If you are translating some DSL to some generated C code (or something similar), look first at this and that answers.
I actually am doing the same within MELT, a Lispy domain specific language to extend the GCC compiler
You did not explain what kind of DSL are you thinking of, and how would the generated C code be used. Do you generate a standalone program, or some "plugin" or "library"?
A significant issue is memory management. You definitely should read about garbage collection (e.g. read the GC handbook).
Of course, translating some high-level domain specific language to C (or some other C-like language, or even any programming language which is lower-level than your DSL) is some form of compilation.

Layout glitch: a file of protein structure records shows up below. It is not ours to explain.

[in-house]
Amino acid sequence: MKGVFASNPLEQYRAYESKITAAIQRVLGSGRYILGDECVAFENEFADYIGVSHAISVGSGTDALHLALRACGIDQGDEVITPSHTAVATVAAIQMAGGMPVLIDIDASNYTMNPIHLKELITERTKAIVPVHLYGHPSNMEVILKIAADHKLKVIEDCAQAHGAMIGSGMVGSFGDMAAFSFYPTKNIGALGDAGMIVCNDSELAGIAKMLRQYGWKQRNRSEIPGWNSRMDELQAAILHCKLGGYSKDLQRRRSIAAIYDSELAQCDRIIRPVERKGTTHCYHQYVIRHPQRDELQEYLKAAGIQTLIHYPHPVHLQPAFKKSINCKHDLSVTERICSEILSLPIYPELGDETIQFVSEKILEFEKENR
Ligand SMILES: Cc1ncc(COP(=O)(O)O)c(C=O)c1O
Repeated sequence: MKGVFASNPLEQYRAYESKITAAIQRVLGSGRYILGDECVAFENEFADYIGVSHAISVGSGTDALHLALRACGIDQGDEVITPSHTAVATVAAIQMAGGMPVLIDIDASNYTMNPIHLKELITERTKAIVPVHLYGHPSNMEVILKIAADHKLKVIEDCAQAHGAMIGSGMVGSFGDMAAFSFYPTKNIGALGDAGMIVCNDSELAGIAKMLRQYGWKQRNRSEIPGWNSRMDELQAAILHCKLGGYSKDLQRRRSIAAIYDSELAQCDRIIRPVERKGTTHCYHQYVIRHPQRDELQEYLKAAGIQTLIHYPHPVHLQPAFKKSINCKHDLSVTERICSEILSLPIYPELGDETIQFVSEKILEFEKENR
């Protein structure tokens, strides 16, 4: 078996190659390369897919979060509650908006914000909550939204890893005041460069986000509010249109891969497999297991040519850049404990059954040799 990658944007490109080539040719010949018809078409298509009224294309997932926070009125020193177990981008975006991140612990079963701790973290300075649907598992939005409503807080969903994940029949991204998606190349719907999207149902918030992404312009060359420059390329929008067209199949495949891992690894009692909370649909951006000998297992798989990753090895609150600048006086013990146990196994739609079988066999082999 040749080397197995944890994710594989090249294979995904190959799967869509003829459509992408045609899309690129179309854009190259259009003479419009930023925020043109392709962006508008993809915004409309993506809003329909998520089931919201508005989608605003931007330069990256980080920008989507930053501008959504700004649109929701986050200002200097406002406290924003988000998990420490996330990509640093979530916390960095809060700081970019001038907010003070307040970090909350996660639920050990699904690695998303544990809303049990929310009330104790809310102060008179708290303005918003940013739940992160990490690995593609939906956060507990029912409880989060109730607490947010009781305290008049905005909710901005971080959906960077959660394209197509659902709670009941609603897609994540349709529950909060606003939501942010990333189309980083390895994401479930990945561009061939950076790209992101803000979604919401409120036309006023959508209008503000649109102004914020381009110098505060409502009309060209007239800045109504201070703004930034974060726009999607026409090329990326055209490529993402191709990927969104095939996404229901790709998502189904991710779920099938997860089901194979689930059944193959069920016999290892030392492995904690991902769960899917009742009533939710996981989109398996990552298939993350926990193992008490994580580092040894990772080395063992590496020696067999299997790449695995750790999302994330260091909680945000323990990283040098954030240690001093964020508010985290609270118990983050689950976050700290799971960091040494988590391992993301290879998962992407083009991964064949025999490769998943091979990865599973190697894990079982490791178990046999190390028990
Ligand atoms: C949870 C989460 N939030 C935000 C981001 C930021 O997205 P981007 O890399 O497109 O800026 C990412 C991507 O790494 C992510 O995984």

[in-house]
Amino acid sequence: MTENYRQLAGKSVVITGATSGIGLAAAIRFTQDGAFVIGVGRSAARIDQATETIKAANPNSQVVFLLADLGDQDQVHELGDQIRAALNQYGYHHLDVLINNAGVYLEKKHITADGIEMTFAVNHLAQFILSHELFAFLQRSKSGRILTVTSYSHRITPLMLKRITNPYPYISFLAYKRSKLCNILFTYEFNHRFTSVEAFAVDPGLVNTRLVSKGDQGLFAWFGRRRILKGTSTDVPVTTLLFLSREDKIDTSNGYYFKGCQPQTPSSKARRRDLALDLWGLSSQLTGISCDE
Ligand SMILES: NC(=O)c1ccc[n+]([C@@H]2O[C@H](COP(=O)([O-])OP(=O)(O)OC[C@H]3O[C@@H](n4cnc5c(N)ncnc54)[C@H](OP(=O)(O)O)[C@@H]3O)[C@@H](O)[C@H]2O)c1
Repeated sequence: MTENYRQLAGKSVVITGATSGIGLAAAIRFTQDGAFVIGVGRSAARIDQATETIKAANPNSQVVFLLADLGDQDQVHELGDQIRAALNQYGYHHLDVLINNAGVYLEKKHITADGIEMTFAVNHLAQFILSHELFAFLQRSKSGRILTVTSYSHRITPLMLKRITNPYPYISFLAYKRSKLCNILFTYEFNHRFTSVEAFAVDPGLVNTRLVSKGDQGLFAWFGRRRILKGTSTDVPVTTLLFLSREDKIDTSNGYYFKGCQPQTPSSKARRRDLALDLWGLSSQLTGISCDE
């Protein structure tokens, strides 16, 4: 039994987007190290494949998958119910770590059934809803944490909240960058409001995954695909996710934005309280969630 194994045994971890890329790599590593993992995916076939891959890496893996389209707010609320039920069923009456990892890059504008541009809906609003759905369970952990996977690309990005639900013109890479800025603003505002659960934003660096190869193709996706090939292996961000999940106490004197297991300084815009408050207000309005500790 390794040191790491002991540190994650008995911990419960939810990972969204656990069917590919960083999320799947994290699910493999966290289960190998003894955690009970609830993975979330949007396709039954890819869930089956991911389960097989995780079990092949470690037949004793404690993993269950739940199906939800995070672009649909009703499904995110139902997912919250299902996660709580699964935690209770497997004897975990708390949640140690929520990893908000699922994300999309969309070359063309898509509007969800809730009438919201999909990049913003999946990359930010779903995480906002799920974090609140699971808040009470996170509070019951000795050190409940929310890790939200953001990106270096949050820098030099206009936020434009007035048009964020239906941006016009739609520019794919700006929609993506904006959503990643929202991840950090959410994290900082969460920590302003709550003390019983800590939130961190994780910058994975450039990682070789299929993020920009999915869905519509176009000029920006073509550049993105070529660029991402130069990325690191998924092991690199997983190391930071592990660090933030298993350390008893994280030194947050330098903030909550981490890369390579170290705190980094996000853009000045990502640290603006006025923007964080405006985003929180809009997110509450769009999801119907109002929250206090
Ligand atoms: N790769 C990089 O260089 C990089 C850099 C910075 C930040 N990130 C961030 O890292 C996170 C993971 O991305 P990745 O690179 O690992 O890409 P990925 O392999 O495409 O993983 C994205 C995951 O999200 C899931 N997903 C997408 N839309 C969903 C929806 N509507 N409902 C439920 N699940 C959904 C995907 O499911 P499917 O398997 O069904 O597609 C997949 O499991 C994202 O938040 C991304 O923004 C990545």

If you translated from a lower-level DSL to a higher-level language, you could read about decompilation and perhaps static binary analysis.
BTW, even for a "small DSL" and a simple C-like (or Pascal-like) target language, it is a lot of work (probably a year at least).
What generating some C-like language (with a good compiler implementation) brings you is that you might work less on optimization techniques inside your own compiler, with the realistic hope that the C (or Pascal, etc...) compiler you are generating code for would be able to optimize your generated code. You could also consider generating Gimple (with the new libgccjit from recent GCC) or LLVM or use some other JIT library (e.g. libjit).